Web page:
Thomas Bowles 1836-1927

My grandfather, born Ole Christian Jensen Jr., left his home in Richfield, Utah at the tender age of 9, after his father had died and his mother remarried, and somehow ended up in Nephi, 75 miles to the North (his full story can be found in this blog).  He somehow ended up going to the home of a Mr. Bowles, who was a butcher in Nephi, who fed the runaway and took him in.  We aren't sure how long he lived at Thomas Bowles Sr.'s house, but we do know that for a while he changed his name to Charlie or Chris Bowles.  Eventually he decided to change his name to Charles Christopher Jensen.

Two connections to the Bowles Family:  Charles C. Jensen, my grandfather, being taken in by Thomas Bowles; and Thomas Bowles son Thomas Edward Bowles marrying my great grand aunt, the aunt of my grandmother, Emma Louisa Bale, who eventually married Charles C. Jensen.  I have no doubt as I think about these connections that the Bowles family are the reason why Charles C. Jensen met and married Emma Louisa Bale Pitt, after both of them suffered the loss of their first spouses and were both left with young children to raise.  As the Bowles family contemplated the plight of their friend on one side, and their niece on the other, I can just picture them saying, "you know, we should set these two up to get together, because they'd be perfect for each other!"

Emma Louisa Bale Pitt Jensen
Charles Christopher Jensen
It turned out that they were perfect for each other, and Charles married Emma in 1913.  He already had three children with his first wife, and she had two from her first husband.  Both of them, I've been told, married for convenience: he gained a housekeeper, wife, and mother for his children, and she gained a provider, husband, and a father for her children.  But there had to have been love, because the two eventually had nine children together!  Charlie and Emma were sealed to each other in the Temple after being married for 3 years.  They stayed married for 36 years when they were separated by Charlie's death in 1949.  Grandma often complained about Grandpa, and said that he was the biggest mistake she ever made in her life, and yet a spark would come into her eyes, and a lilt in her voice whenever she talked about him.  I think her bitterness was the result of having to take care of him after he had a stroke.  Charlie was much older than Emma, and I know that she would have loved to have gone out with him on the town, while he would rather stay home and read his paper.  I also think she resented him dying and leaving her alone; she lived to be nearly 96 years old, and died in 1987.  Emma could have remarried in the 38 years after Charlie passed away, but she didn't, further making me believe that she loved him.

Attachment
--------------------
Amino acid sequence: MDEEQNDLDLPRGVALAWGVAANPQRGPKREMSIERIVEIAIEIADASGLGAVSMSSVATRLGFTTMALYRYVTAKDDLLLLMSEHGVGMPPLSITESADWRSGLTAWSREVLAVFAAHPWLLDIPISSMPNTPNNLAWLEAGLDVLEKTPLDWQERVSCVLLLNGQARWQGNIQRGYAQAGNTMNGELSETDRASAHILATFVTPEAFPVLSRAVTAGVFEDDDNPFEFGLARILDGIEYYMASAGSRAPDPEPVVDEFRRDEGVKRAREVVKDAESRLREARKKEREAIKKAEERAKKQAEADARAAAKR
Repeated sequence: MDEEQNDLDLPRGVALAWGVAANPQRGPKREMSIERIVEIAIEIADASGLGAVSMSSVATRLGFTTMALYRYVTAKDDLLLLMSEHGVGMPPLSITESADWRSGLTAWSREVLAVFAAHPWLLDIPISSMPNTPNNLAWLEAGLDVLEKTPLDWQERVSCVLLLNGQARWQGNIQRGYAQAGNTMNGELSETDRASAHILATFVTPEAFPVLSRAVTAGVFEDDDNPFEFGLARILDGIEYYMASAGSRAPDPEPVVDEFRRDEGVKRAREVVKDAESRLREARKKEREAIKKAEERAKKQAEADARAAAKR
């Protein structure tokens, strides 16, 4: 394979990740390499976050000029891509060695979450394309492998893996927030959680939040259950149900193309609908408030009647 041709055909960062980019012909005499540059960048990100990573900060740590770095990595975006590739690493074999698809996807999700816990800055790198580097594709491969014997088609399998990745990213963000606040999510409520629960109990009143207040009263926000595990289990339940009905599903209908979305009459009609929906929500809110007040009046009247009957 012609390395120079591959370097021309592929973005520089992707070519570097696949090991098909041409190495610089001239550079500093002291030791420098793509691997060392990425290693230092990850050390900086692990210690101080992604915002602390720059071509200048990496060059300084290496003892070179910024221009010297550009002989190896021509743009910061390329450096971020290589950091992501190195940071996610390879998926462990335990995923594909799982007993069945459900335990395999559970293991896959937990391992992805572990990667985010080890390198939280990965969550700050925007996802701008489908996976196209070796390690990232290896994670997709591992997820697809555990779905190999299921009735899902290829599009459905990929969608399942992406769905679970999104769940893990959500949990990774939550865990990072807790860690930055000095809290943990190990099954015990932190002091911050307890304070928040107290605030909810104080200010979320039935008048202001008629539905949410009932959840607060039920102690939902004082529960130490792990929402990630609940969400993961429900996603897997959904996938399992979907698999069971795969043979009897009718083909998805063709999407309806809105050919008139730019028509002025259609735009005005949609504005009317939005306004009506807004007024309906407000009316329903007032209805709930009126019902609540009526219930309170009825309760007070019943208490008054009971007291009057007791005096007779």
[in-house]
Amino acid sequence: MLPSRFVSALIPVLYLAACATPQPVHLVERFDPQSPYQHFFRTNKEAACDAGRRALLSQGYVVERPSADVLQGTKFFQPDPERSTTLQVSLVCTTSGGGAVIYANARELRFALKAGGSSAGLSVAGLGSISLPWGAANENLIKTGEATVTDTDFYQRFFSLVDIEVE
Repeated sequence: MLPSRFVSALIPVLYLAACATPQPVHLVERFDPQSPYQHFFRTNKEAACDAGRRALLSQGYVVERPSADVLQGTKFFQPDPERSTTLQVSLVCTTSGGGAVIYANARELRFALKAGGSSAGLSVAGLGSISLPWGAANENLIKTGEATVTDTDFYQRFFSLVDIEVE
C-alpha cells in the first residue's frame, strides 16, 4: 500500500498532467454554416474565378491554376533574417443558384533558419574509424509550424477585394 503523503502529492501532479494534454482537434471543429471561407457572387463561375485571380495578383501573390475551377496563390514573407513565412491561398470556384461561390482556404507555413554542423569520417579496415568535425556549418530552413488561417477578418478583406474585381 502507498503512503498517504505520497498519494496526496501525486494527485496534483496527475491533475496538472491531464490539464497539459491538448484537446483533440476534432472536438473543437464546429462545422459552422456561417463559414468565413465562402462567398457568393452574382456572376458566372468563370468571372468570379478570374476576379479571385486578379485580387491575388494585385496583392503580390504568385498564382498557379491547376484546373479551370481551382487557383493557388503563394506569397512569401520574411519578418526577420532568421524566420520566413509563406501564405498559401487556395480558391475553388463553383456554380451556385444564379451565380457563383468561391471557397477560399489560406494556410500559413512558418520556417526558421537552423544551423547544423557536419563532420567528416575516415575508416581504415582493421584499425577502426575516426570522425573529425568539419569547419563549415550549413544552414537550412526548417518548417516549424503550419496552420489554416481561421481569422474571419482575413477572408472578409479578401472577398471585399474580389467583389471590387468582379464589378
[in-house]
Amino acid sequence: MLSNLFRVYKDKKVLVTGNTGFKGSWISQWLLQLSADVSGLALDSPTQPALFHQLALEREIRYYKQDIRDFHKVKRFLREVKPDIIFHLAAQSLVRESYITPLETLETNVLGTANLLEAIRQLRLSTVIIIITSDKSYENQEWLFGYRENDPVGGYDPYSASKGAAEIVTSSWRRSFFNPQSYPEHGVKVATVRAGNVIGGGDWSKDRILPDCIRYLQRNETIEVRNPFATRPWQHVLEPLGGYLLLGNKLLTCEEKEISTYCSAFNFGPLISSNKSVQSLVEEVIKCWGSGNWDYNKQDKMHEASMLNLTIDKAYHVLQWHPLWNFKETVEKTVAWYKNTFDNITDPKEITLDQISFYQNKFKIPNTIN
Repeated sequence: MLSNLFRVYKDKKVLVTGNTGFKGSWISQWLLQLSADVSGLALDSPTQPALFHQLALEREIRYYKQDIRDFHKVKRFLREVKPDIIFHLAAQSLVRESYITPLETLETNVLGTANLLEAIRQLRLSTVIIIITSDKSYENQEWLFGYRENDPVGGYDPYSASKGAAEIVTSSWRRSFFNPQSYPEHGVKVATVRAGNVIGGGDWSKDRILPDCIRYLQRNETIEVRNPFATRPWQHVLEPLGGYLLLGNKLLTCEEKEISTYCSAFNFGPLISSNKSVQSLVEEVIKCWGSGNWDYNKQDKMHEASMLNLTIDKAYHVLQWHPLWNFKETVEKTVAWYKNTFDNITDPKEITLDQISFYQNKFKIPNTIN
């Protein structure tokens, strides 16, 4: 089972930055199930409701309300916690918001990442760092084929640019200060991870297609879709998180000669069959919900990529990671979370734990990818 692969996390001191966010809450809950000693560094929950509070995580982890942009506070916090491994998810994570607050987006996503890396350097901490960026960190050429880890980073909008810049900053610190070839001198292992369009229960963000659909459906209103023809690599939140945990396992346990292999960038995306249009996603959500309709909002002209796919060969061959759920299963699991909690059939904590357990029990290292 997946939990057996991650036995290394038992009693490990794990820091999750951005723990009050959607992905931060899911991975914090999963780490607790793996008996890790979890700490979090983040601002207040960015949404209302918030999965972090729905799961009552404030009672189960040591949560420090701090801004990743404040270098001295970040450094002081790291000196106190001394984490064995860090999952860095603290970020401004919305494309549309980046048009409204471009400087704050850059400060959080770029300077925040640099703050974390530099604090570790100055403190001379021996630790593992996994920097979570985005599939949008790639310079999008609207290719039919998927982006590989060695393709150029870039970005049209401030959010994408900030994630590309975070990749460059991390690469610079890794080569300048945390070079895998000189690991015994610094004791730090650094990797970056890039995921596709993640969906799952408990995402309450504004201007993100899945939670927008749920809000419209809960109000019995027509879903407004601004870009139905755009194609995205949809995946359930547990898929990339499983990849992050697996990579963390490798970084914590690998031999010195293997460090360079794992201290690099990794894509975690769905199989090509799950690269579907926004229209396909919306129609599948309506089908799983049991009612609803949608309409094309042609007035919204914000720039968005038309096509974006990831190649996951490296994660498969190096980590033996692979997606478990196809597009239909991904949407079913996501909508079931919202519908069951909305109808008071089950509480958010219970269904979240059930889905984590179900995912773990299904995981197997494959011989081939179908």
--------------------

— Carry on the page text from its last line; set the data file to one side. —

Young Louisa Bale Bowles